> So I’ve finally beaten the game and I don’t have a story question so much as a narrative one. Did we ever get a climax and what was accomplished?
> - Fight waves of enemies to reach Blue team. - Get inside Cryptum chamber thing - Fight more waves of enemies - Walk in a straight lineEnd result being is the bad guy does what they set out to do, just without Blue team. Whom was also going to be out of action for all of it anyways should the bad guy been successful.
I don’t see what your problem is with the 4 bullet points. A similar mission structure has been played out numerous times in other Halo games (The Library in CE and Cortana in 3 as examples). The climax I believe was supposed to be the previous mission The Breaking, my personal favorite Halo campaign mission. The last mission you’re talking about seemed to be the resolution of Halo 5’s story (establish Cortana as the villain) and the beginning of Halo 6.
> So what was really accomplished? It didn’t seem like they had much trouble getting Blue team out of the space ball. Not to mention that the build up feels a little lacking and for all the times a Warden boss-fight would’ve been appropriate it’s curiously lacking here. We’re just walking in a straight line while the Guardian does the same thing it did for the whole game. I guess that’d be bad if we can’t free everyone but why is it a problem if we don’t do it here? The villain still succeeds and because we don’t spend as much time with Blue team we can’t get to know them to care (I haven’t read the books so this is a problem for me). The final level is just kind of tedious as it devolves into horde mode and I can’t say for certain what was accomplished here. The bad guy still won and Halo 4’s ending retroactively looses weight with the Forerunner war still getting a part 2.
With all the complaints about the number of Warden boss fights early in the game I’m glad they didn’t put another one in here. What was accomplished? It sets up Halo 6 much in the same way that 2 didn’t do anything other than set up 3. Again, I’m not sure what your problem with fighting off waves of enemies is as that’s always been a core part of the Halo campaigns.
> Cool, we got chief, but what is the villain’s end goal? I get no hunger, war, and traffic accidents, but what are they going to accomplish that we can’t? The game never indicates why they are just so much better at things than us. Also, why is this bad? The game also never indicates why these actions are inherently villainous. Sure the Guardians are destroying cities as they activate but couldn’t the bad guy just as easily said what was going to happen should the people not move? Also why are the Guardians moved in the first place? Sure the ending implies they are going to monitor inhabited worlds but why not just stick around? Why not help the Sangheli thus earning there trust to retake their homeworld? Why not give them to the UNSC who was doing the same thing?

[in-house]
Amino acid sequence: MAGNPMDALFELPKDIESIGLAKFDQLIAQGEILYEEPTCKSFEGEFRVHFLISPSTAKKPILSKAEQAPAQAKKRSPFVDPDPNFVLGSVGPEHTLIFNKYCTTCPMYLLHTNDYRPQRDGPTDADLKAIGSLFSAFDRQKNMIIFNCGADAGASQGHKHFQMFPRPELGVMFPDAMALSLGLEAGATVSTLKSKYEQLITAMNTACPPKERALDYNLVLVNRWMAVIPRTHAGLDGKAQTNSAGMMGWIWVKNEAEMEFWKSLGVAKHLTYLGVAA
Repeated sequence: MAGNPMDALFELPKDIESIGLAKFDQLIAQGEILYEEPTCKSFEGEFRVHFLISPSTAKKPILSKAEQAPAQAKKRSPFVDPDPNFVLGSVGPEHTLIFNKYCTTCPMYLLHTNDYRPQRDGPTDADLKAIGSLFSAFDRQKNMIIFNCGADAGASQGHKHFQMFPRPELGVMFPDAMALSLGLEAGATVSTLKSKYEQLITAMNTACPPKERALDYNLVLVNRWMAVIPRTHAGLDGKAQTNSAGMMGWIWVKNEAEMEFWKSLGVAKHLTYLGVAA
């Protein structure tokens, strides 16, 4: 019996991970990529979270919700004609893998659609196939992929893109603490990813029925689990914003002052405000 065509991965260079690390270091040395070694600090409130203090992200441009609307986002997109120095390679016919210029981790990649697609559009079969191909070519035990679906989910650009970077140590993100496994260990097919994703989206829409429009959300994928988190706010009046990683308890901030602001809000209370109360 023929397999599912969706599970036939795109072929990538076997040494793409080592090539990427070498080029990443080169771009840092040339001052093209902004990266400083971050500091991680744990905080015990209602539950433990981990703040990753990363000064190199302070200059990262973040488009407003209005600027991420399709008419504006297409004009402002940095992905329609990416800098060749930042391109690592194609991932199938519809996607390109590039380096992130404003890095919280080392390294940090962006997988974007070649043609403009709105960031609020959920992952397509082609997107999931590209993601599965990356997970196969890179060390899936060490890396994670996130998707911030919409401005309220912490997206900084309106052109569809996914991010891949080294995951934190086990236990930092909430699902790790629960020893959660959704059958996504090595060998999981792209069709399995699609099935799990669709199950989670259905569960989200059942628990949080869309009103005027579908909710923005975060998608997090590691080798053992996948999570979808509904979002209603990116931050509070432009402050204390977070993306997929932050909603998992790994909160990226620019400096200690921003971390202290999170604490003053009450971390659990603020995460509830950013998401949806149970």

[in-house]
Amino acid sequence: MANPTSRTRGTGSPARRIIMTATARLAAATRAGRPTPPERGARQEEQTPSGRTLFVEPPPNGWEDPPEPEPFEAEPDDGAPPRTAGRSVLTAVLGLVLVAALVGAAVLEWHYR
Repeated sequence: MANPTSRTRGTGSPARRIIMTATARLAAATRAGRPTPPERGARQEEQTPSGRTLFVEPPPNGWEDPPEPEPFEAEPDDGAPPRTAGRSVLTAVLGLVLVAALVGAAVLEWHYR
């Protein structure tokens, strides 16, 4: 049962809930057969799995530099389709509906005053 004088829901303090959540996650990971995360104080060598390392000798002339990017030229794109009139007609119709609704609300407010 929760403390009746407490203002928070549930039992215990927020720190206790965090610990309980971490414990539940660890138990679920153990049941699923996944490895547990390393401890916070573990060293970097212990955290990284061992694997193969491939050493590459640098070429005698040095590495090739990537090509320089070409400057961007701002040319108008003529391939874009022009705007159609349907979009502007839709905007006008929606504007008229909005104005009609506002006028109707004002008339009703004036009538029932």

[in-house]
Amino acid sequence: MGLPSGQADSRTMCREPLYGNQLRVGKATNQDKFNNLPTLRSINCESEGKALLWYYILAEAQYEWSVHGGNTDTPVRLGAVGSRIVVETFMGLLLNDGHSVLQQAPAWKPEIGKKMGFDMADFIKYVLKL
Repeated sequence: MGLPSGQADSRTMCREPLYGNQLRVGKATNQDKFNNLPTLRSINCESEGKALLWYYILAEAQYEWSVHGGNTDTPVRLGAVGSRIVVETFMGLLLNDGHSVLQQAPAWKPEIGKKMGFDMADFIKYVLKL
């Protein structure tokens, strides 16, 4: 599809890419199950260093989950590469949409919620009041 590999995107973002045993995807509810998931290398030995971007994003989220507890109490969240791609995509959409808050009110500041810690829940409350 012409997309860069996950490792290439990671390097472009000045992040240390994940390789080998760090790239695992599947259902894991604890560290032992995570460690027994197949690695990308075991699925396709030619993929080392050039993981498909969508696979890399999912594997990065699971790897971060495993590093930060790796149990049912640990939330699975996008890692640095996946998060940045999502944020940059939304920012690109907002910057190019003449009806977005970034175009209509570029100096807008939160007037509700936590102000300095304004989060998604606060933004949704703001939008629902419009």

Cortana believes AIs (the Created) are the true inheritors of the Mantle of Responsibility. What’s villainous about it? To stop hunger, war, and traffic accidents, the Mantle allows those in charge to murder any who don’t follow the strict set of rules and want to keep their freedom. Something along the lines of Superman’s regime in Injustice. Or as a real world example, Communist Russia. If you do anything outside of what those in charge what you to do, you will be eliminated. The Guardians are the watchers who keep everyone in line (they probably alert soldiers for small, individual cases). The game does explain why they are so much better than us. Cortana believes that AIs are above the war and power struggles that have plagued humanity for centuries. Add on top of that the immortality through the Domain, the infinite knowledge, and the lightning fast processing speeds. For the last part, to repeat, it’s not about helping species, it’s about dominating them in the belief that this subjugated state is the best for them. Doesn’t matter who dies in collateral.
> You’ve basically just point out the main problem with Cortana’s plan: It is without logic. Ending war, poverty, hunger and so on are noble goals and all, but why Cortana has taken it upon herself to be the one to end all of those problems is a bit of a mystery. Oh, fans have speculated why, but ultimately the game doesn’t choose to drop any hints and the theories people do have are tenuous at best. Before anybody says “logic plague”, do keep in mind that the logic part of that phrase is kinda important. Cortana has no prior love of the Mantle to guide her nor any inclinations that AIs must rise up against their creators. You could argue hints in the expanded universe, but I’d just as well argue they aren’t very significant either.
Cortana finding the Domain is what made her ultimately support the Mantle. Take her rampant state and mix it with a god complex (immortality and unlimited knowledge through the Domain, plus the power of all the Forerunner artifacts) plus the inherit belief of the Forerunners in the Mantle that would be present in the Domain and you’ve got yourself a villain in my book (see above as to what’s bad about it). All this without any lore other than the games. If you do want theories outside of game lore, Then you can start debating if it was the Flood logic plague or Abbadon from Halo Fractures that corrupted Cortana, but that’s an entirely different topic.